For Roy Bear Chief, poverty in Calgary is a topic close to his heart. The aboriginal consultant for Vibrant Communities Calgary works in developing aboriginal strategies to address poverty. He also lived through the infamous residential school system.
“Even 60 years later it hurts, said Bear Chief. “We learned about fear and loneliness.”
For him, knowing and honouring your own cultural identity, and getting over racism and discrimination, is one powerful way of contributing to building a more prosperous life.
The event was organized by Vibrant Communities Calgary, stewards of Calgary’s Enough for All Poverty Reduction Strategy, and was an occasion for Bear Chief and other panellists from the business, non-profit and lived experience communities to share their experience and insights on poverty and how it can be addressed.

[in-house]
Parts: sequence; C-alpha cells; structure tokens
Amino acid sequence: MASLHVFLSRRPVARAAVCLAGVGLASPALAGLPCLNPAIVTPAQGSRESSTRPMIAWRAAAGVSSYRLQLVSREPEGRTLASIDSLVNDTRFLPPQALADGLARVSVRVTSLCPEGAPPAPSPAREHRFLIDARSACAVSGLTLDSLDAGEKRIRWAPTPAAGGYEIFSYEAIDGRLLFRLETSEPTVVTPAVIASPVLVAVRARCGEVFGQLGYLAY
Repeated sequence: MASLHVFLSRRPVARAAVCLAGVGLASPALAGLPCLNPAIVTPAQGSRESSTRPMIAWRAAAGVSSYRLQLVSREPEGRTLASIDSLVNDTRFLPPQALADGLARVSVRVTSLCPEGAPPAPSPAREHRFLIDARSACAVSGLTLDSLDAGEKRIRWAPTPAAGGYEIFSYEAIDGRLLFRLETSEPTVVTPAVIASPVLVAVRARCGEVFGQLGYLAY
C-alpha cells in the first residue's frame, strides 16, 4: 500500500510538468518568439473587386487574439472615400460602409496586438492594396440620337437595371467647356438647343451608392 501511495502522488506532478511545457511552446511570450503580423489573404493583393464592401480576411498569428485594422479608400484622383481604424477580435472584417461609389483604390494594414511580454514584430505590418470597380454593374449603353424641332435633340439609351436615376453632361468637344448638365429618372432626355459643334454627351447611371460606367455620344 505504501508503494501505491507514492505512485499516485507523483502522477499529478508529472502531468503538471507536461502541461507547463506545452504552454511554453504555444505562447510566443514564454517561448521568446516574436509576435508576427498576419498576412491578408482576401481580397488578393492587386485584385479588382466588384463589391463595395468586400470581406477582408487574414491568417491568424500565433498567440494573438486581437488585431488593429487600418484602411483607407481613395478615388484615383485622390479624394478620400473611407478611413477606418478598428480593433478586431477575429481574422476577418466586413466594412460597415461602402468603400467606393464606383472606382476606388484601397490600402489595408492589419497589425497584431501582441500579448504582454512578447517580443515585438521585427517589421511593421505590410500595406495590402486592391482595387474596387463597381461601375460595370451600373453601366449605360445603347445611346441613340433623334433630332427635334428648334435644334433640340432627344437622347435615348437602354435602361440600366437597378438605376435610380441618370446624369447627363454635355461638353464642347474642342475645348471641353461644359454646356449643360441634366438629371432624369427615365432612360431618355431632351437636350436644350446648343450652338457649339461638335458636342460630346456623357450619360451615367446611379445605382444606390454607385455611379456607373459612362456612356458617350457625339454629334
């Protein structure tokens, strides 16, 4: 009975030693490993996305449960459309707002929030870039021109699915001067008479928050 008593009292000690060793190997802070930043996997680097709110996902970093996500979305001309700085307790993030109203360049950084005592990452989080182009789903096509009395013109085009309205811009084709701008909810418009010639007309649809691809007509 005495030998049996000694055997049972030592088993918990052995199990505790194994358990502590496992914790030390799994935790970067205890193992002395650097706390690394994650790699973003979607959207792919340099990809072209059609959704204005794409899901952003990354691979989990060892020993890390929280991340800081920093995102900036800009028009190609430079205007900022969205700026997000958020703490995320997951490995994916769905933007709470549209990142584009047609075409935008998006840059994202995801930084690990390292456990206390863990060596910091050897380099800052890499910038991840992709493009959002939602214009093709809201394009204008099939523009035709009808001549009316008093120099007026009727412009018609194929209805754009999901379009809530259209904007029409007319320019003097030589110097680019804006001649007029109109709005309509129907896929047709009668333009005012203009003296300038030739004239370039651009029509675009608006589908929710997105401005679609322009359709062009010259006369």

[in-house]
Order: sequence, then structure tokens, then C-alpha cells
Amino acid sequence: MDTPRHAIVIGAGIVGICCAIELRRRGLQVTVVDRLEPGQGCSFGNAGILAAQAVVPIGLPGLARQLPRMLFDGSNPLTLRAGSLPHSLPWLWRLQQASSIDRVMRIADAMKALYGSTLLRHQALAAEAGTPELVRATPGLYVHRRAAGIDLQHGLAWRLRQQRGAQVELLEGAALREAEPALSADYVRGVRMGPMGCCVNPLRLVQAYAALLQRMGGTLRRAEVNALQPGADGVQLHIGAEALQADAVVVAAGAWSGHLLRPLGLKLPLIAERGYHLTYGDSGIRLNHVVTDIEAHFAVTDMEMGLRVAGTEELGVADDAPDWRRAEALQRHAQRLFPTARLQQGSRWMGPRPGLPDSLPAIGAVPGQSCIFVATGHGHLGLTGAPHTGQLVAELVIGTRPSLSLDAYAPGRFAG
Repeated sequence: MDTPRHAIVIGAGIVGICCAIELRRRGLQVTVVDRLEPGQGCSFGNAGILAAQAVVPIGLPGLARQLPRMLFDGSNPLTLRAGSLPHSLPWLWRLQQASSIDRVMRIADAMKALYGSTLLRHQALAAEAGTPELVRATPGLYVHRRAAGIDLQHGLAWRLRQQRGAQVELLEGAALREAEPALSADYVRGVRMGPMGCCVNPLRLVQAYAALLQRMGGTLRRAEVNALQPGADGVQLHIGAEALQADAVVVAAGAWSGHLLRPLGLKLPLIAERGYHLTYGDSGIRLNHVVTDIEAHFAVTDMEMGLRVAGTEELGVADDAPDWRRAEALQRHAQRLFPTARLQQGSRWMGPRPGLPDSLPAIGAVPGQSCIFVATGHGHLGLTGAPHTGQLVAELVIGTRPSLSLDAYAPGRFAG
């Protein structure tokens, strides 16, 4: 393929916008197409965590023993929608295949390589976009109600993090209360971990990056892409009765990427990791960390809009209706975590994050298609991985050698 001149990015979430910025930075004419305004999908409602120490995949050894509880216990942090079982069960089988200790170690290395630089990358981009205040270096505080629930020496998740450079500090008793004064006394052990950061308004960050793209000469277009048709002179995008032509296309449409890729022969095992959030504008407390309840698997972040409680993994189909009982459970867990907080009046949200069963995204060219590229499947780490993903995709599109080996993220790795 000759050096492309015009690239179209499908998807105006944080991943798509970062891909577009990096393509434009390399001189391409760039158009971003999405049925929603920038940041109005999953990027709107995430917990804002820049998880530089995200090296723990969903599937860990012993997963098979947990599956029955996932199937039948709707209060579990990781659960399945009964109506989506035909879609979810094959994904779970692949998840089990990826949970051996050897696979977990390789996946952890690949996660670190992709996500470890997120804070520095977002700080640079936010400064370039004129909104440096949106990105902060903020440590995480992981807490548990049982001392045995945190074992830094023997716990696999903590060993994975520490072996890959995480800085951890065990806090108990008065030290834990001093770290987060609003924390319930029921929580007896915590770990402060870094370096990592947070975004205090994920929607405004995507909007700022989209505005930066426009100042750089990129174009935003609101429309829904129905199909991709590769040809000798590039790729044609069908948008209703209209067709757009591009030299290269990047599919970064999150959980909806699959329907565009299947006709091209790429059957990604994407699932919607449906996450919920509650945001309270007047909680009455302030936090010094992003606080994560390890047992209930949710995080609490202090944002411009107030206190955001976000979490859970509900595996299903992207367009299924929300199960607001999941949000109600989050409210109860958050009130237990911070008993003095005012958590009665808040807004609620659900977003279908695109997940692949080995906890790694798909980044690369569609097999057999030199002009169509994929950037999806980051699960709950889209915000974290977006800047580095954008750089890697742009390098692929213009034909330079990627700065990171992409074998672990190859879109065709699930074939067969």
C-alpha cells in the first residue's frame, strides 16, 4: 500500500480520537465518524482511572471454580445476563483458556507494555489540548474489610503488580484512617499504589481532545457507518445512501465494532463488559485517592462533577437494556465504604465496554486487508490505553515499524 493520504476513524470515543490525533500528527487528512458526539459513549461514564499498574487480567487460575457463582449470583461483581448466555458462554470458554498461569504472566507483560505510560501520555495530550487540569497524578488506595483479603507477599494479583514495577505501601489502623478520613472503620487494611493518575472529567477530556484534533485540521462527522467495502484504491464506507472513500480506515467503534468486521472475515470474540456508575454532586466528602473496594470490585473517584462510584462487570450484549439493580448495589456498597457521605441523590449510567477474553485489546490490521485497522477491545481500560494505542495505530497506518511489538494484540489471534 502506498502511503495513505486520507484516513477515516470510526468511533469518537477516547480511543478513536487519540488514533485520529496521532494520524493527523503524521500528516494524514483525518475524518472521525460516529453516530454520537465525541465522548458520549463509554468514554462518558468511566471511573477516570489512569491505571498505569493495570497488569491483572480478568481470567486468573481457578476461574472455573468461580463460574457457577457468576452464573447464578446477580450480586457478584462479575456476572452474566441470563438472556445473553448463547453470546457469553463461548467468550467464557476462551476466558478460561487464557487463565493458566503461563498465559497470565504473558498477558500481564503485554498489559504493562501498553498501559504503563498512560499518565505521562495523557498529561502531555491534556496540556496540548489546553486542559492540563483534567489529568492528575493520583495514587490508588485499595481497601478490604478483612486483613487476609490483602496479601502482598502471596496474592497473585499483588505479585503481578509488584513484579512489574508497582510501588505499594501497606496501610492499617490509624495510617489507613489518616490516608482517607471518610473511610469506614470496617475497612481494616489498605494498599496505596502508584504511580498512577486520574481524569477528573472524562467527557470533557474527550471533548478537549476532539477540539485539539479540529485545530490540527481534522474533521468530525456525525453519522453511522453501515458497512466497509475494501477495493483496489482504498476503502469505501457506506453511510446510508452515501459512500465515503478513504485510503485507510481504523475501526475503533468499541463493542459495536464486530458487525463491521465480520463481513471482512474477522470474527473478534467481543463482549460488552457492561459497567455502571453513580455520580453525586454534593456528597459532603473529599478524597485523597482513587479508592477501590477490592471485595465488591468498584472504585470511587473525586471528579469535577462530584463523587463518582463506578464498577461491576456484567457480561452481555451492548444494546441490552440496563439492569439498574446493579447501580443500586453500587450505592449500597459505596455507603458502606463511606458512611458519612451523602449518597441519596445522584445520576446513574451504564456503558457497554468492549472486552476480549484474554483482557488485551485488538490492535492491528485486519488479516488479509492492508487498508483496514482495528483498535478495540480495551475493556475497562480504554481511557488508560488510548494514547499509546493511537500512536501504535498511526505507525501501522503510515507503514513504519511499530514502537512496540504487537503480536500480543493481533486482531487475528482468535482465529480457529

James Boettcher, a local entrepreneur and owner of Fiasco Gelato, believes that it is possible to “reinvent business as usual”. He believes in the hardworking nature of people.
Small businesses can give back to the community by putting people first, by offering opportunities and time, and, why not? A delicious handcrafted gelato to spread the happiness!
Others like Randy Pages have experienced homelessness personally.
“I am all about the support networks,” said Pages, adding that peer support is what makes the difference.
All panellists echoed a common vision on how to reduce poverty in Calgary: building strong communities, in your neighbourhood, in your company, in every space that you inhabit, acknowledging each other and the ways we can contribute, and allowing all voices to participate in an inclusive way.
Guests and panellists were greeted at the meeting to the sound of the drums, wonderfully played by the Aboriginal drumming group “The Turning Robe Drummers”.
The meeting was held at ArtBOX, in the Forest Lawn neighbourhood, a place where local artists show their talents and connect with other members of the community.